My Girl Scout Troop Went on a Caribbean Cruise... and on Day #2, We Made it out to Sea!

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When we were planning our itinerary, one of the things that revved my Girl Scout troop up the MOST was my comment that, "Hey, Guys, it looks like our AirBnb is really close to a Waffle House!"

Our hometown, you may have gathered, does NOT have a Waffle House.

First, though, let's back up a minute: the previous night, as the kids were running around the two storeys of our AirBnb and claiming bedrooms, investigating the TVs, playing with the light-up toilet bowl--you know, typical AirBnb check-in fun!--all the adults received a text from Carnival saying that our embarkation onto the ship would be delayed by several hours. This was actually great news, as it meant a more relaxed morning in which we could do a little more sightseeing in either Montgomery or Mobile, and it's why, when kids started waking up on this morning, we chose not to hustle. I discovered that our AirBnb's TV had Disney+ and put on Encanto. Adults made coffee, kids tried to obtain said coffee but were turned away, leftover pizza was nibbled at, etc. It was a delightfully leisurely morning...

...until Carnival sent us all ANOTHER text saying that good news! The Ecstasy was actually making great time getting into Mobile, not delayed at all, and that means that you can forget about yesterday's announcement of your embarkation being delayed, because now it's on time again! You can start to board in just a couple of hours, if you want!

You guys. I mean.

Let's just start with the fact that at that moment, we were actually 2.5 hours from Mobile, with kids who were not in "GO GO GO!" mode, as they'd have been if we knew we had to hustle, but were instead in their pajamas bopping along to "We Don't Talk about Bruno."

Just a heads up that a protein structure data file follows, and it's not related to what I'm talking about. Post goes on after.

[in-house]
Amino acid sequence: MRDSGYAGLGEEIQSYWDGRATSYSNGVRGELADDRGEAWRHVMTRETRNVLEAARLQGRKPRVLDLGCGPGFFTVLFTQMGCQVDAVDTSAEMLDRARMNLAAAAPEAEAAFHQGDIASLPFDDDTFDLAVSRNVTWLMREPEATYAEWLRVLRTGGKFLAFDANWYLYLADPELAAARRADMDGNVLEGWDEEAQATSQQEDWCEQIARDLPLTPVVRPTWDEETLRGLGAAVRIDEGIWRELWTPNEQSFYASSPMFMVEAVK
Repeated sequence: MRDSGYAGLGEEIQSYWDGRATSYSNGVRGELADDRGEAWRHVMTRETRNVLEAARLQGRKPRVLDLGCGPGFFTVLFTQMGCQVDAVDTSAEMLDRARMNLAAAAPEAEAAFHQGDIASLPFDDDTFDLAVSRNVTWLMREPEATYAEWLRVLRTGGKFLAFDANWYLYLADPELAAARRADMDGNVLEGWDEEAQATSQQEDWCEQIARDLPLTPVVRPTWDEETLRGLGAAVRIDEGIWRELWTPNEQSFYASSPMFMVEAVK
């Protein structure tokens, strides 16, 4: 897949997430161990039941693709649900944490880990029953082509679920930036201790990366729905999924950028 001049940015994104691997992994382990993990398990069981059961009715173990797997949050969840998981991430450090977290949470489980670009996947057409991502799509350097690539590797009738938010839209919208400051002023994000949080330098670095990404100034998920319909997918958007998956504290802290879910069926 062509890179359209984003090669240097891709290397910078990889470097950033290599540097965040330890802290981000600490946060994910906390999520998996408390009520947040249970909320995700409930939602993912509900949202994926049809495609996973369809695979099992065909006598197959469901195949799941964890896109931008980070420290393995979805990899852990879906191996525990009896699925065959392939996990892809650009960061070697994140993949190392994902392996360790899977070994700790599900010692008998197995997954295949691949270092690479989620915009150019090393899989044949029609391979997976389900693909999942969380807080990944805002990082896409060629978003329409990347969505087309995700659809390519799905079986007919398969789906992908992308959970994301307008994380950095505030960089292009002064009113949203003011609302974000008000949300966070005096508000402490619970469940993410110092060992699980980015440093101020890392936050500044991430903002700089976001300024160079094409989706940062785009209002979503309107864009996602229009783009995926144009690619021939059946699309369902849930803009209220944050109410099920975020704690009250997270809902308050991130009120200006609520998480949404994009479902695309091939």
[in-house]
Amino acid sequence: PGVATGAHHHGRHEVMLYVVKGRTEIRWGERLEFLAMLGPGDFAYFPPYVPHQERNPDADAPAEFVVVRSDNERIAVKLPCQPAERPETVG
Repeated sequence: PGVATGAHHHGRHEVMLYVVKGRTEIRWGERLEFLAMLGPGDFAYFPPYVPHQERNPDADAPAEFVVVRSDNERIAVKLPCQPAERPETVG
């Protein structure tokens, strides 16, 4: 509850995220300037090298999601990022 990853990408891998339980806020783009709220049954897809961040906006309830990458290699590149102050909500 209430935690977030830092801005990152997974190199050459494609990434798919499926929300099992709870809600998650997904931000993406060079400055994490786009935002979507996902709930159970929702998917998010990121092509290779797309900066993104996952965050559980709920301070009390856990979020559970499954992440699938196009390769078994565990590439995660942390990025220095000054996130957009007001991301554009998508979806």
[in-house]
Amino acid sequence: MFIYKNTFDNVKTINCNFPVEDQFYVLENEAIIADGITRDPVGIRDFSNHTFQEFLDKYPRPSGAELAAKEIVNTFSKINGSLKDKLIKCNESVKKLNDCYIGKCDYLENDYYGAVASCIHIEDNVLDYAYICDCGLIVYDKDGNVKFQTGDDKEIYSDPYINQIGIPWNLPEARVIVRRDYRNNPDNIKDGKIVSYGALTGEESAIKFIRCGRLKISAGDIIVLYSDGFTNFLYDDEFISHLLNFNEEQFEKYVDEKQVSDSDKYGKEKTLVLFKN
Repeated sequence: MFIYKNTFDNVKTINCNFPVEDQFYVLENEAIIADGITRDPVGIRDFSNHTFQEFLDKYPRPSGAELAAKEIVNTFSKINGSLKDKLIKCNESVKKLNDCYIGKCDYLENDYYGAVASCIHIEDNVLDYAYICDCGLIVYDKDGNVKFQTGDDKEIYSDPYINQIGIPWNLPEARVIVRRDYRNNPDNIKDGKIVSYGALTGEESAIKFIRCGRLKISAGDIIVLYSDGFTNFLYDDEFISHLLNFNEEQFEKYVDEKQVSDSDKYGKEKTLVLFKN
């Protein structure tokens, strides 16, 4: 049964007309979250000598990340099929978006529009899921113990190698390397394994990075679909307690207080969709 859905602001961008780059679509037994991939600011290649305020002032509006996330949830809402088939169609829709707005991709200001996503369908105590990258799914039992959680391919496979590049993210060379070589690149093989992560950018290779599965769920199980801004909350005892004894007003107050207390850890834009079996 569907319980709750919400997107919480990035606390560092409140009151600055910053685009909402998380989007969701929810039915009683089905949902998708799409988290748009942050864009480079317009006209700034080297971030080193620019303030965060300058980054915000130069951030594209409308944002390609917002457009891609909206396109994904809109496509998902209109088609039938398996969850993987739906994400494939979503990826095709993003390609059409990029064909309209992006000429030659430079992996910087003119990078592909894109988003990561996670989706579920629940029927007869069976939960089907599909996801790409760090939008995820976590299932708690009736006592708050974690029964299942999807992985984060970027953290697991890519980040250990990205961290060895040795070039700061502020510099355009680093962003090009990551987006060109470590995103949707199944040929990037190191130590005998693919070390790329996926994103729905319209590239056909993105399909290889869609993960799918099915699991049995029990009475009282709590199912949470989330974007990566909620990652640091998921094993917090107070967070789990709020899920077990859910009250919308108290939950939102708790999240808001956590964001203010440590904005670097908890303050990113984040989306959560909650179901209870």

Fortunately (this was to turn out NOT to be fortunate at all...), Carnival also scrubbed our half-hour check-in window, and was now giving everyone on the ship permission to show up at anytime during the full five-hour check-in process, so we compromised: we watched the last fifteen minutes of Encanto, THEN switched to "GO GO GO" mode. Everyone packed and completed the AirBnb's check-out chores, we loaded our luggage into the cars, then walked over to the Waffle House where the waitress, taking our orders at the adult table last, told us with amusement that every kid in our party had ordered a waffle.

When In Waffle House!

I'm glad that I forcibly marched everyone to the Dexter Avenue Baptist Church the previous evening, because we wouldn't have had time to visit it this morning. We did swing our carpool by the Equal Justice Initiative building on the way out of town, just so we could say that we'd seen it.

On the subject of the EJI, I highly recommend these two books:

When you're motivated to get where you're going, 2.5 hours fly by, and soon we were in Mobile, passing the port where, indeed, Carnival Ecstasy sat in its dock:

Because teenagers are always having things like dance recitals and big soccer games and school plays, part of our Girl Scout troop was meant to take an early morning flight into Mobile and meet us at the port. Another part of our troop longed to see the emo-ness and goth-ness that is the historic Magnolia Cemetery in Mobile, so that's where we paused for a brief pit stop to catch our breath and check in with our flying troop members before driving the entire five minutes over to the port so we could all embark together: